Hiring benchmarks The Final Rule requires that contractors establish annual hiring benchmarks for protected veterans. Contractors must use one of two methods to establish their benchmarks. Contractors may choose to establish a benchmark equal to the national percentage of veterans in the civilian labor force, which will be published and updated annually by OFCCP. Alternatively, contractors may establish their own benchmarks using certain data from the Bureau of Labor Statistics (BLS) and Veterans’ Employment and Training Service/Employment and Training Administration (VETS/ETA) that will be also be published by OFCCP, as well other factors that reflect the contractor’s unique hiring circumstances. The data will be posted in the Benchmark Database.

Data collection: The Final Rule requires that contractors document and update annually several quantitative comparisons for the number of veterans who apply for jobs and the number of veterans they hire. Having this data will assist contractors in measuring the effectiveness of their outreach and recruitment efforts. The data must be maintained for three years to be used to spot trends.

Invitation to Self-Identify: The Final Rule requires that contractors invite applicants to self-identify as protected veterans at both the pre-offer and post-offer phases of the application process. The Final Rule includes sample invitations to self-identify that contractors may use.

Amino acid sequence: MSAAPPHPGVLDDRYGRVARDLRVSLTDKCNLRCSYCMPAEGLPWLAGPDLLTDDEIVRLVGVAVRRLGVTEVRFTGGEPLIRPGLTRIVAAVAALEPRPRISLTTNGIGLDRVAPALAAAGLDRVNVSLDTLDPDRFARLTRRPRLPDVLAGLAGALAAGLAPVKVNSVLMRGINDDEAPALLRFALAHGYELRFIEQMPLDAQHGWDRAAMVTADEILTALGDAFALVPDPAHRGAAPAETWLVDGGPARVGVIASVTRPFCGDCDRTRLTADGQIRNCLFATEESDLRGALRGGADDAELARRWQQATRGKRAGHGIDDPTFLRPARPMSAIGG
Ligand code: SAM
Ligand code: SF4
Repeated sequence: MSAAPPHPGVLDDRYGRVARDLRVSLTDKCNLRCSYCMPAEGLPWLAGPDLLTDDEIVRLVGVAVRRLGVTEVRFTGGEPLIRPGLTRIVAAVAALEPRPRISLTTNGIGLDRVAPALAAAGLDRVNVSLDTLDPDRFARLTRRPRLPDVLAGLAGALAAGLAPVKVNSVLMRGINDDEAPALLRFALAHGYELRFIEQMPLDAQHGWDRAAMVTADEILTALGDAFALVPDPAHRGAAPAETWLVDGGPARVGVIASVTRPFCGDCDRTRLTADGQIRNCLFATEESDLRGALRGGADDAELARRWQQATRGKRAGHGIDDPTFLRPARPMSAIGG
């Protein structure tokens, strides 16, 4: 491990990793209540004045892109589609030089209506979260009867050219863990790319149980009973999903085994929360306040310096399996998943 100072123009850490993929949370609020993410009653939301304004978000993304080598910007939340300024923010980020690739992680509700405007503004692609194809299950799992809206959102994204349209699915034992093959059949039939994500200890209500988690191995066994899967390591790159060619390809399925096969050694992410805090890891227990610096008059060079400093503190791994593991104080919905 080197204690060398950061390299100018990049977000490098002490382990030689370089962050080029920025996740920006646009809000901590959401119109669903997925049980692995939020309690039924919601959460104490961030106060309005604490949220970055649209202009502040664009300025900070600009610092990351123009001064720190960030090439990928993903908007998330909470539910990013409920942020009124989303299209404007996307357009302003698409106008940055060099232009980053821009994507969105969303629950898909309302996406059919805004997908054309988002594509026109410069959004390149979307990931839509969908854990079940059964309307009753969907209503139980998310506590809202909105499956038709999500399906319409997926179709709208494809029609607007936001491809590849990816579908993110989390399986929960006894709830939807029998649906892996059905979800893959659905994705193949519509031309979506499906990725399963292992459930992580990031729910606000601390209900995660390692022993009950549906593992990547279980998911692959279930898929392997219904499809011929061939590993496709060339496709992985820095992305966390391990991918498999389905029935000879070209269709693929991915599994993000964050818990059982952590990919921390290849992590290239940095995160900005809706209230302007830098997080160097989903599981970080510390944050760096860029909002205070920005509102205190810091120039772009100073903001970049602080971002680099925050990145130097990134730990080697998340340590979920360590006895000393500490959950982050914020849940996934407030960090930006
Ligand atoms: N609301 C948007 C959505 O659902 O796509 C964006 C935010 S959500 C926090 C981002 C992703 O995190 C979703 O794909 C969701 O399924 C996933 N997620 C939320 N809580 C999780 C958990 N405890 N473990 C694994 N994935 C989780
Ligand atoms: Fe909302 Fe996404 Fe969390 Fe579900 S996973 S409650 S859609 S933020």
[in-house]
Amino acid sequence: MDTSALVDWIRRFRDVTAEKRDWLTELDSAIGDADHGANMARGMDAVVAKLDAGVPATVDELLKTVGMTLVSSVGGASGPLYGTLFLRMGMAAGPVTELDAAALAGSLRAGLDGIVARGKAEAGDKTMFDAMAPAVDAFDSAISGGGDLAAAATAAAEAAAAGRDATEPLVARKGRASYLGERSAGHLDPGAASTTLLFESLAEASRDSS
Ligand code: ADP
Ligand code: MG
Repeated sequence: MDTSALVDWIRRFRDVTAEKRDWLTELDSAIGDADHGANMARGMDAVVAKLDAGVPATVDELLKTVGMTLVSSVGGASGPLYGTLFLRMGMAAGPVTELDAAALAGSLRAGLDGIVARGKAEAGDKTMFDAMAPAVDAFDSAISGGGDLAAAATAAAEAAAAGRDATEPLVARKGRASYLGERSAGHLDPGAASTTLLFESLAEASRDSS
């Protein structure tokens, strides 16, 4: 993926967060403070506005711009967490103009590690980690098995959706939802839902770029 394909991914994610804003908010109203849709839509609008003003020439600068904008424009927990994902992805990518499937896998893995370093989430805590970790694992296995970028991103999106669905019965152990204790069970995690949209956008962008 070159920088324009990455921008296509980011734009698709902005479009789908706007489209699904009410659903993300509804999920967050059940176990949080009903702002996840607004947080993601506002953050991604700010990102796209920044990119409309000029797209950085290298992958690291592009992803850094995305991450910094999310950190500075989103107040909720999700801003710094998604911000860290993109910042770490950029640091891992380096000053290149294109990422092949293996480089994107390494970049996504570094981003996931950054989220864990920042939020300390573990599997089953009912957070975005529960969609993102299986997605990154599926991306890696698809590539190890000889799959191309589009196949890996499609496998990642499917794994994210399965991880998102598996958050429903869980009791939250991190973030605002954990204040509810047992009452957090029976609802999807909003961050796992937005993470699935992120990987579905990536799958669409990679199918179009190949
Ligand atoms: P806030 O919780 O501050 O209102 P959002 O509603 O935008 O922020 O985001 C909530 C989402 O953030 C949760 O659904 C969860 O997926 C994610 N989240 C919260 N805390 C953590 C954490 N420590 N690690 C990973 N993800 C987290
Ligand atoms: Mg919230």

Incorporation of the EO Clause: The Final Rule requires that specific language be used when incorporating the equal opportunity clause into a subcontract by reference. The mandated language, though brief, will alert subcontractors to their responsibilities as Federal contractors.

Job Listings: The Final Rule clarifies that when listing their job openings, contractors must provide that information in a manner and format permitted by the appropriate State or local job service, so that it can access and use the information to make the job listings available to job seekers.

Records Access: The Final Rule clarifies that contractors must allow OFCCP to review documents related to a compliance check or focused review, either on-site or off-site, at OFCCP’s option. In addition, the Final Rule requires contractors, upon request, to inform OFCCP of all formats in which it maintains its records and provide them to OFCCP in whichever of those formats OFCCP requests.